52 Tex. L. Rev. 703 (1973-1974)
Approach to Legal Control of the Police

handle is hein.journals/tlr52 and id is 725 raw text is: Observation

An Approach to Legal Control of the Police
Kenneth Culp Davis*
The nation's 420,000 policemen are administrators, and their
40,000 separate agencies are administrative agencies. They should be
subject to the established principles of administrative law, 'but they
generally are not. The governmental know-how that has developed
around our most advanced administrative agencies should be applied to
both police and prosecutors, who are among our most backward agen-
cies. We should fully exploit all the promising potentialities of the
simple idea that administrative law thinking can be profitably applied
to criminal administration.
The police are among our most important policymaking admini-
strative agencies. They make policy for peacekeeping and service ac-
tivities that consume most of their time, and they make policy for law
enforcement that takes less than half of their time. One may wonder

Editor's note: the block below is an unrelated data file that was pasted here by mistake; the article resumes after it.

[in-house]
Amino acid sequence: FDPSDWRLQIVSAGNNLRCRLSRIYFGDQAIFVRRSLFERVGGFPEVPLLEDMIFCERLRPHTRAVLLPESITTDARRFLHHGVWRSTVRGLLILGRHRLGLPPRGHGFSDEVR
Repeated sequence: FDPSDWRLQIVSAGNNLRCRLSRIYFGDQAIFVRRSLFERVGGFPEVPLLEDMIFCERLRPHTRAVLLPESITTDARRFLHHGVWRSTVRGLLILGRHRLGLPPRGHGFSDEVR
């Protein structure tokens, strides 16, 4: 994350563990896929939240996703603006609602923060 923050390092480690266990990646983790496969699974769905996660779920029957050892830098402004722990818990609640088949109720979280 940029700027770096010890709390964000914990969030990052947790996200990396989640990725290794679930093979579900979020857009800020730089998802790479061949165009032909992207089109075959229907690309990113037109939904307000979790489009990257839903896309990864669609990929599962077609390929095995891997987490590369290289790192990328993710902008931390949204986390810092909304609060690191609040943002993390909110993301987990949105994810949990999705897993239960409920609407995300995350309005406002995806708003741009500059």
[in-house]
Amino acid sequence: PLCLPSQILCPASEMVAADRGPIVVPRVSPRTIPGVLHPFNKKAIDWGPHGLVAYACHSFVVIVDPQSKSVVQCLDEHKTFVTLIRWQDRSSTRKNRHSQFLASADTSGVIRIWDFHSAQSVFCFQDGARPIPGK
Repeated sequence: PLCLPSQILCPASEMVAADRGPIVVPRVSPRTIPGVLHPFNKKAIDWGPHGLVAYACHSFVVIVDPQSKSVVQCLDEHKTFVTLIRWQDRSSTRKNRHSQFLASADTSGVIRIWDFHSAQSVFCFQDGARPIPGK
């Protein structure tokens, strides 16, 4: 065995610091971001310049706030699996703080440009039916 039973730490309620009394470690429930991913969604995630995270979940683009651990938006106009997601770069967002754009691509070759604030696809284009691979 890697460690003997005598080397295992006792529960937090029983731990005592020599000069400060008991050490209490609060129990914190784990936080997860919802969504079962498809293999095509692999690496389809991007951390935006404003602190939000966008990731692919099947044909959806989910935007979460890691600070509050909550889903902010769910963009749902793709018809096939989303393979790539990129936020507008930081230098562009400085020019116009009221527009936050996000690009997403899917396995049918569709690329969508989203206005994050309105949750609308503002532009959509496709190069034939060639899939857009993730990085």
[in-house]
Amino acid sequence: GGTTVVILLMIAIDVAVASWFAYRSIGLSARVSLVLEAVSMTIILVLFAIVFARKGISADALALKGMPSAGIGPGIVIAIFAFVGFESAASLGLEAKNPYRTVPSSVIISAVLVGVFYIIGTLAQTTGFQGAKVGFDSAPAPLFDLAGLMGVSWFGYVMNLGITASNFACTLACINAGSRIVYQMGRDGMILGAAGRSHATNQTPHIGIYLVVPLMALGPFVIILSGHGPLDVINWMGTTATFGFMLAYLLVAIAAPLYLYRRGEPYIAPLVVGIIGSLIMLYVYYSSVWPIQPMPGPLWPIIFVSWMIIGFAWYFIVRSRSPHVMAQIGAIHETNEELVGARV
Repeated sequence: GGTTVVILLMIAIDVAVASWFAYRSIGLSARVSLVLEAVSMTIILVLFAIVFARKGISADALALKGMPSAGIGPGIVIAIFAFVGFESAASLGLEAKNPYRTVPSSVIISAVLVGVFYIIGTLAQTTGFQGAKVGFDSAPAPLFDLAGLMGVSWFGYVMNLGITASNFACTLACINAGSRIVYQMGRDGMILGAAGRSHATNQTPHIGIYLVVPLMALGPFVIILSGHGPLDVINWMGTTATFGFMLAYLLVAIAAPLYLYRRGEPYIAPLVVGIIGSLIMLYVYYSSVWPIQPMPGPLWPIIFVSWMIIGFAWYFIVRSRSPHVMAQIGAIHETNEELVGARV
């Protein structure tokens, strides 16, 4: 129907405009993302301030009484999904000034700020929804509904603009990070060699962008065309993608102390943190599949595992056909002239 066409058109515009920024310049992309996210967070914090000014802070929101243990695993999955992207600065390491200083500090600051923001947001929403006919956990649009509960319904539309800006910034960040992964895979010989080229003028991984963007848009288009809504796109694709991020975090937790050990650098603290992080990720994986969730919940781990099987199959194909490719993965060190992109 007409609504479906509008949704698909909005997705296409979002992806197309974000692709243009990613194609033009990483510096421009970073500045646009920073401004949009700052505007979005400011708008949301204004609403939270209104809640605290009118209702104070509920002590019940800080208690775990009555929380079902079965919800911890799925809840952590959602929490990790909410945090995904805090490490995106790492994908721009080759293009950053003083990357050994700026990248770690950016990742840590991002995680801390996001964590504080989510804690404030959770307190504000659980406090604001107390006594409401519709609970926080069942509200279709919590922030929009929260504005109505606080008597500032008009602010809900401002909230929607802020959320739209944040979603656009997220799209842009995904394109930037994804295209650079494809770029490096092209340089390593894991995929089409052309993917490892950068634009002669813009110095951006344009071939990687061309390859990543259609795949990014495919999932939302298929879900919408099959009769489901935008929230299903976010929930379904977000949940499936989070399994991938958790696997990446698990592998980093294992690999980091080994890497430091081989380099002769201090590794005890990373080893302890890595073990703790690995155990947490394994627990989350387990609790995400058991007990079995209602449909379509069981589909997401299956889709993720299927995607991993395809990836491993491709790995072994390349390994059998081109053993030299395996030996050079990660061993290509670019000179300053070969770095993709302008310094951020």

whether any other agencies-federal, state, or local-make so much
policy that so directly and vitally affects so many people.
The quality of police performance varies considerably. Much of
it is admirable. All of us on occasion appreciate police zeal, skills, and
heroism. Most officers are able and conscientious, 'but some are not.
The police sometimes seem in a class by themselves in the extent of
their abuse of power. Charges of brutality and sadism directed against
the police often appear well supported.
Five basic facts about police policy are astonishing: (1) Much
of it is illegal or of doubtful legality. (2) Subordinates at or near the
bottom of the organization, not top officers, make much of it. (3)
Copyright 1974 by Kenneth Culp Davis
* John P. Wilson Professor of Law, University of Chicago. A.B. 1931, Whitman
College; LL.B. 1934, Harvard University; LL.D. 1971, Whitman College. This obser-
vation derives from the seventh annual Orgain Lecture, delivered at the University of
Texas Law School on March 25, 1974.
The Will E. Orgain Lectureship was established by the family and friends of the
late Mr. Orgain as an endowment fund through the University of Texas Law School
Foundation. The annual lectureship consists of a single lecture on a subject related
to law delivered by a distinguished scholar.

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